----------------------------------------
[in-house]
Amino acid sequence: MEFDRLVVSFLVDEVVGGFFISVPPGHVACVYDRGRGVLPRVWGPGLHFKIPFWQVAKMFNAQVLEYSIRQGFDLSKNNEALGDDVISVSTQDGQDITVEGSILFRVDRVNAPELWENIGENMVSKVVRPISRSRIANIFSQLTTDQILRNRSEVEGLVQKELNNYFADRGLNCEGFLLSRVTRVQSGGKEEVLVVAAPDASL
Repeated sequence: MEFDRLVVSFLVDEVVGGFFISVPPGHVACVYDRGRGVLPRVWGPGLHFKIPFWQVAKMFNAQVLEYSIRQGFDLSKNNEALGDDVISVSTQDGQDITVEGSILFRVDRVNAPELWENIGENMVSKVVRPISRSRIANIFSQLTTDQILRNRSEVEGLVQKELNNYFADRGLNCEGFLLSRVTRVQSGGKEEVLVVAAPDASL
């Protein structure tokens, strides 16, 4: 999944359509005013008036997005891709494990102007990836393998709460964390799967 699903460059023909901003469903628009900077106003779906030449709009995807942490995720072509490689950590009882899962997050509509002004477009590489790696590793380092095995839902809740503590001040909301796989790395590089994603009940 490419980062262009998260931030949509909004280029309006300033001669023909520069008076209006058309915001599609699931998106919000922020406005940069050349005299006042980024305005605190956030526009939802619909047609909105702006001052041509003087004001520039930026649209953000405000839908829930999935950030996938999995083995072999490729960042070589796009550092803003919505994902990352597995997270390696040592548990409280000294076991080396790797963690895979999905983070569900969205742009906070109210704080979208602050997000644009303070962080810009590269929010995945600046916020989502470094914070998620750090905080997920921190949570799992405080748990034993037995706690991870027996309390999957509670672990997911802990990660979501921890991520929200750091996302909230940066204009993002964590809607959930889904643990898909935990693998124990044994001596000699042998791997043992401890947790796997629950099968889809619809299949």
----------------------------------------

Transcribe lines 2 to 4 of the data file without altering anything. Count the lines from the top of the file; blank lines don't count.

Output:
Amino acid sequence: MEFDRLVVSFLVDEVVGGFFISVPPGHVACVYDRGRGVLPRVWGPGLHFKIPFWQVAKMFNAQVLEYSIRQGFDLSKNNEALGDDVISVSTQDGQDITVEGSILFRVDRVNAPELWENIGENMVSKVVRPISRSRIANIFSQLTTDQILRNRSEVEGLVQKELNNYFADRGLNCEGFLLSRVTRVQSGGKEEVLVVAAPDASL
Repeated sequence: MEFDRLVVSFLVDEVVGGFFISVPPGHVACVYDRGRGVLPRVWGPGLHFKIPFWQVAKMFNAQVLEYSIRQGFDLSKNNEALGDDVISVSTQDGQDITVEGSILFRVDRVNAPELWENIGENMVSKVVRPISRSRIANIFSQLTTDQILRNRSEVEGLVQKELNNYFADRGLNCEGFLLSRVTRVQSGGKEEVLVVAAPDASL
């Protein structure tokens, strides 16, 4: 999944359509005013008036997005891709494990102007990836393998709460964390799967 699903460059023909901003469903628009900077106003779906030449709009995807942490995720072509490689950590009882899962997050509509002004477009590489790696590793380092095995839902809740503590001040909301796989790395590089994603009940 490419980062262009998260931030949509909004280029309006300033001669023909520069008076209006058309915001599609699931998106919000922020406005940069050349005299006042980024305005605190956030526009939802619909047609909105702006001052041509003087004001520039930026649209953000405000839908829930999935950030996938999995083995072999490729960042070589796009550092803003919505994902990352597995997270390696040592548990409280000294076991080396790797963690895979999905983070569900969205742009906070109210704080979208602050997000644009303070962080810009590269929010995945600046916020989502470094914070998620750090905080997920921190949570799992405080748990034993037995706690991870027996309390999957509670672990997911802990990660979501921890991520929200750091996302909230940066204009993002964590809607959930889904643990898909935990693998124990044994001596000699042998791997043992401890947790796997629950099968889809619809299949």